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The issue of confederate statues was central to the terrorism we saw in Charlottesville, Virginia. The neo-Nazis who showed up with weapons of war were protesting the removal of the Robert E. Lee monument in the city. They believe that these symbols are vital to their identity of white supremacists, and in response, yesterday, governments in Jacksonville, Gainesville, Kentucky and Baltimore either voted to remove confederate statues, or accelerate their disappearance. Later in the day, protesters in Durham took down a statue on their own.

Non-white supremacist defenders of these statues view them as a preservation of southern history. This has been the spin ever since they were put up, however, if they were solely designed to preserve history, how come nearly all were built over a half-century after the conclusion of the Civil War?

Confederate statues are inextricably linked to racism because the Confederacy inextricably linked themselves to racism. They told us why they seceded. Here’s the second and third sentences from Georgia’s secession letter:

For the last ten years we have had numerous and serious causes of complaint against our non-slave-holding confederate States with reference to the subject of African slavery. They have endeavored to weaken our security, to disturb our domestic peace and tranquility, and persistently refused to comply with their express constitutional obligations to us in reference to that property, and by the use of their power in the Federal Government have striven to deprive us of an equal enjoyment of the common Territories of the Republic.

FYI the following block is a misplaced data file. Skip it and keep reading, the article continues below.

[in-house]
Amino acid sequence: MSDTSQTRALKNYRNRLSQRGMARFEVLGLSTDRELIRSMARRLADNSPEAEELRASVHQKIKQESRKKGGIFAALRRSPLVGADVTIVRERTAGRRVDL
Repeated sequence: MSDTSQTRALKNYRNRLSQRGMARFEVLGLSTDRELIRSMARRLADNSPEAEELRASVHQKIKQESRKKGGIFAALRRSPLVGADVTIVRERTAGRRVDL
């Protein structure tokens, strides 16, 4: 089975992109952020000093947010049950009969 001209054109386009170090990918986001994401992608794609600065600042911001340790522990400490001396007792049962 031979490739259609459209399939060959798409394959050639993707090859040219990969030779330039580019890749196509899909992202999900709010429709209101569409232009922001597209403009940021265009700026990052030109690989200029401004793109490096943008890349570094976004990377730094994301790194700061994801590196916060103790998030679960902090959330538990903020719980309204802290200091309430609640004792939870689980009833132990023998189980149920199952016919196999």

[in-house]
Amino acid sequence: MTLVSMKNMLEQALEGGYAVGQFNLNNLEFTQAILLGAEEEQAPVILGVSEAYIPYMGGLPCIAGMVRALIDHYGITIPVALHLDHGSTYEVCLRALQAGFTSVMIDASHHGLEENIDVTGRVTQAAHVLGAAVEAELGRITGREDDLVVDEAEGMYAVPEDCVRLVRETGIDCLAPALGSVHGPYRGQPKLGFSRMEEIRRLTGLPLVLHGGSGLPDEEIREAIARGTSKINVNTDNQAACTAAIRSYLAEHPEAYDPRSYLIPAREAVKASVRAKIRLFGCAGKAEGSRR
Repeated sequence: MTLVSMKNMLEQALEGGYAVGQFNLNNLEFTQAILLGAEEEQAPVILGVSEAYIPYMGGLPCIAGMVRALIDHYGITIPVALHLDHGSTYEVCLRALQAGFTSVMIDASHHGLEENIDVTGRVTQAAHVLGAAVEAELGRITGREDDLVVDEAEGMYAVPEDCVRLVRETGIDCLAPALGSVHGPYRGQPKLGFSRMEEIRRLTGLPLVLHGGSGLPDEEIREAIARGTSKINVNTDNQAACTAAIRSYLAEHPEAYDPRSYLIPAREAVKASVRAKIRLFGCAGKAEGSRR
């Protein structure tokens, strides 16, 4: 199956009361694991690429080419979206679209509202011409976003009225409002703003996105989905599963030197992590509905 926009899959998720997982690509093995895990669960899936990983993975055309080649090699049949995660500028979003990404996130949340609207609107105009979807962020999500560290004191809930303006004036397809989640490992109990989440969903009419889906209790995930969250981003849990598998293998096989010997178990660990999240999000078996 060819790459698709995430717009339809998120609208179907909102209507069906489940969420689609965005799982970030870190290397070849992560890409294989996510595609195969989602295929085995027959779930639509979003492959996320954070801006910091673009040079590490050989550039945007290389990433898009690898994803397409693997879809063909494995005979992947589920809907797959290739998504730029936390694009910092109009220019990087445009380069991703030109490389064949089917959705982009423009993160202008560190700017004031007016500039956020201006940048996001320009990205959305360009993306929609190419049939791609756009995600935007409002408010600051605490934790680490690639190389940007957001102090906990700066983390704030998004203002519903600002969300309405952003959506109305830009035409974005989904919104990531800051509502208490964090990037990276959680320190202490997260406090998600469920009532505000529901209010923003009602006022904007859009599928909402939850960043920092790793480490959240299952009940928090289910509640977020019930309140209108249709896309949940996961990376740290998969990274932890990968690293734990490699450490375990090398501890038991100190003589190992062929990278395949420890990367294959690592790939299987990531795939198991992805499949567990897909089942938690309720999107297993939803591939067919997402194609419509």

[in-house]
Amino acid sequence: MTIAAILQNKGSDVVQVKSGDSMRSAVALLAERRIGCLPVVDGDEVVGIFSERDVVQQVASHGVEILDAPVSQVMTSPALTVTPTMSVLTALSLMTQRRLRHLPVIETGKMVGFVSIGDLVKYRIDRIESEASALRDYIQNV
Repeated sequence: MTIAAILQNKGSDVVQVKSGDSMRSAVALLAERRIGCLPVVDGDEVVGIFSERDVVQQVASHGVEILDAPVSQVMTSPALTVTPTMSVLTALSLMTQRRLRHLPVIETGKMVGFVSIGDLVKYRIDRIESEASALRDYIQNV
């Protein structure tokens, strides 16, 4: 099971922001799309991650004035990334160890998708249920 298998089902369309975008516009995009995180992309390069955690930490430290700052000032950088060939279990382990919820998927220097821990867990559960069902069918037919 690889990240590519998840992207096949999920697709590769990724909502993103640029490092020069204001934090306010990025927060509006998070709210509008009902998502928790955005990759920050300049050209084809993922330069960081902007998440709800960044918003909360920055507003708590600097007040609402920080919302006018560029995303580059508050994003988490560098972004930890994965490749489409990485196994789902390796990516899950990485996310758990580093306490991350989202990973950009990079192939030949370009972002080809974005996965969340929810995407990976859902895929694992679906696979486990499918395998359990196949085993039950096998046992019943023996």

And Mississippi:

Our position is thoroughly identified with the institution of slavery—the greatest material interest of the world. Its labor supplies the product which constitutes by far the largest and most important portions of commerce of the earth. These products are peculiar to the climate verging on the tropical regions, and by an imperious law of nature, none but the black race can bear exposure to the tropical sun. These products have become necessities of the world, and a blow at slavery is a blow at commerce and civilization.

And South Carolina:

The right of property in slaves was recognized by giving to free persons distinct political rights, by giving them the right to represent, and burthening them with direct taxes for three-fifths of their slaves; by authorizing the importation of slaves for twenty years; and by stipulating for the rendition of fugitives from labor.

This isn’t up for debate. Those who wish to paint a rosy picture of our country’s sordid history betray the words of their forbearers. The Confederacy tied their cause to slavery, and monuments to this failed insurgency were constructed during a period of legalized terror. If you still support these monuments, take the time to consider the point embedded in this tongue-in-cheek tweet.


Jacob Weindling is a staff writer for Paste politics. Follow him on Twitter at @Jakeweindling.

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